The last North Vietnamese attack of the January Tet offensive began on March 10, 1968, when NVA soldiers scaled a cliff at Phou Pha Thi, Laos, to destroy an American radar site that directed airstrikes on North Vietnam and the Ho Chi Minh trail.
Lima Site 85 was manned by the Air Force 1st Combat Evaluation Group. They were ordered to continue operations despite intelligence that said an assault was imminent.After an artillery bombardment and commando assault on the radar transmitters, more than 3000 North Vietnamese and Pathet Lao overran the site. Facing impossible odds, the Americans displayed unimaginable courage to destroy their equipment rather than evacuate; almost every one of them died. The only American survivors were one forward air controller, five technicians, and two CIA personnel.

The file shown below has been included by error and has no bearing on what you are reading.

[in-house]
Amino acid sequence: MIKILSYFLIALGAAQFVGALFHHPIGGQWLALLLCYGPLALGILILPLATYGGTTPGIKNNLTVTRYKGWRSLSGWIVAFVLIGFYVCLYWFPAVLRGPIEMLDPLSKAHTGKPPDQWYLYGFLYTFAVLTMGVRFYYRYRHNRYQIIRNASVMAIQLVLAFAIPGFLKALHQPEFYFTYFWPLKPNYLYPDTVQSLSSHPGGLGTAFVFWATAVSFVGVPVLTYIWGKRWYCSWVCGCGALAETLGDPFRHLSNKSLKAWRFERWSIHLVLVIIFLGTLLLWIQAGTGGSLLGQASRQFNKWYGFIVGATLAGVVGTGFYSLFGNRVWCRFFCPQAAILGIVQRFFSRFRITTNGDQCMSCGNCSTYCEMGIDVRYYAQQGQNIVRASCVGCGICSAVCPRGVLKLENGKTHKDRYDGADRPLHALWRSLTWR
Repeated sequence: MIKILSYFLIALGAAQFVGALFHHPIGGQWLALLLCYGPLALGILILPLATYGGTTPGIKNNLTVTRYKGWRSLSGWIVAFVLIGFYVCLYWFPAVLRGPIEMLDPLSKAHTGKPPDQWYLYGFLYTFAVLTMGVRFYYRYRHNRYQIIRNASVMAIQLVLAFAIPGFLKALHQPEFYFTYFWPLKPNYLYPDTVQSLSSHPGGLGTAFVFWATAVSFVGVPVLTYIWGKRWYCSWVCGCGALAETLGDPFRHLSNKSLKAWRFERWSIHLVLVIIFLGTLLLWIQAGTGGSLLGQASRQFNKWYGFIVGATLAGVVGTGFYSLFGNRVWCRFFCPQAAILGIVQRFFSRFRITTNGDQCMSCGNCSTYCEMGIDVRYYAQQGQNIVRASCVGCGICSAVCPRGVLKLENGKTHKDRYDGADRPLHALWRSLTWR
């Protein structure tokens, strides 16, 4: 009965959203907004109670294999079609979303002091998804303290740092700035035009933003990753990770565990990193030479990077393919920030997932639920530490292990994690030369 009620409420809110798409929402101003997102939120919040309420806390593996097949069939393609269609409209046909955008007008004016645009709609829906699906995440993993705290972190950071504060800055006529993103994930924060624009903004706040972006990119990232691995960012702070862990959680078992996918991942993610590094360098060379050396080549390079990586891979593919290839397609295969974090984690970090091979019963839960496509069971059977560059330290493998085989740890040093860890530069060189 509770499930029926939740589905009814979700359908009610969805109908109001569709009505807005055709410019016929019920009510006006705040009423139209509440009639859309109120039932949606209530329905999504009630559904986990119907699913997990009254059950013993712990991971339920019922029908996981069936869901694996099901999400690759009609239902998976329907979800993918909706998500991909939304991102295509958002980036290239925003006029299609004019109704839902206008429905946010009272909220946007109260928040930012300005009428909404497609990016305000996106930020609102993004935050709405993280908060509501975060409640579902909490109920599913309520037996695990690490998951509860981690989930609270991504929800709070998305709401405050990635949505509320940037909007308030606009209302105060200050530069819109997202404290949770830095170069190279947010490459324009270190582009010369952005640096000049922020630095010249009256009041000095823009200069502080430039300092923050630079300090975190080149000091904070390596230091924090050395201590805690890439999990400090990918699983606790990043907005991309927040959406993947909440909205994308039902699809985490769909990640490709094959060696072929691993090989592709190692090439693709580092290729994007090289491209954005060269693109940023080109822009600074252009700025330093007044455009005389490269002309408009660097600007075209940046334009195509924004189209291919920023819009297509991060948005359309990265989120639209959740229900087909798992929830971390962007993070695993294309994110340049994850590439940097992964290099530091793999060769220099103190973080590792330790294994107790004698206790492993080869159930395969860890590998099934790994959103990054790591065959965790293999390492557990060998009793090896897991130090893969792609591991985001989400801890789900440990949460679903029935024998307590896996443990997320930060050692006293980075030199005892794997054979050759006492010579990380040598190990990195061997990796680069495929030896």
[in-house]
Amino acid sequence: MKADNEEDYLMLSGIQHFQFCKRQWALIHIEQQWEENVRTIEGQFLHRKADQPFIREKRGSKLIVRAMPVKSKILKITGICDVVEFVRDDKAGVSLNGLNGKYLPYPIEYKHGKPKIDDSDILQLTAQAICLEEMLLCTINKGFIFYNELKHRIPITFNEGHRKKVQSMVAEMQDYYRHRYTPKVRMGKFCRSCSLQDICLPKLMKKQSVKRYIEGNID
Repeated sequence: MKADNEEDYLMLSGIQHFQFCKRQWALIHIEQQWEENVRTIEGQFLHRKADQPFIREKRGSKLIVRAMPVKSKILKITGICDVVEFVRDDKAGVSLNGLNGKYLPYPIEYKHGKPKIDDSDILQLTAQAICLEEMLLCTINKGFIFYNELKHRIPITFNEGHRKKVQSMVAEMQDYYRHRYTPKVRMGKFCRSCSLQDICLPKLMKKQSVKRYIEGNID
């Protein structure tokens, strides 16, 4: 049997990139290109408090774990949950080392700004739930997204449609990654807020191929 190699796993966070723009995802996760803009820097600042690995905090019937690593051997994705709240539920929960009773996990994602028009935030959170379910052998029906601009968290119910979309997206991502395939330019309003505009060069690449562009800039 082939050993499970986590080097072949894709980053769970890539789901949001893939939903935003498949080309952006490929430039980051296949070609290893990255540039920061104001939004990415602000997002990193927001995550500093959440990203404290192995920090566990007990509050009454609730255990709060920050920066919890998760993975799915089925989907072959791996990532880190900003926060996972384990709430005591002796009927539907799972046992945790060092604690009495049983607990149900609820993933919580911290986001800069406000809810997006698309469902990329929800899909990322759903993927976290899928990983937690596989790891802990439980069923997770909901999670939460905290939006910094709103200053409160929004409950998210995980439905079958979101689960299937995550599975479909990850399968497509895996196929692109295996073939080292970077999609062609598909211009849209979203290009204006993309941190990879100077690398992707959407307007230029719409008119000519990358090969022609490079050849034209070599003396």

The destruction of this site made freedom of movement on the Ho Chi Minh trail much easier and enabled North Vietnam to organize a second offensive, called Tet II, that struck all over South Vietnam, beginning in May.
While the Tet offensive was a brutal military defeat for the communist forces, Tet had unintended consequences. Rather than agree to begin peace negotiations, the North rejected diplomacy because of a perceived weakness in the American public’s support of the war. And, more immediately, American combat units wanted revenge.
On March 16, this story of revenge, titled Courage, and Hope, will be published for subscribers to First Draft. If you don’t already subscribe to First Draft, sign up here or send me an email at firstname.lastname@example.org and I’ll make sure you get it. – Jack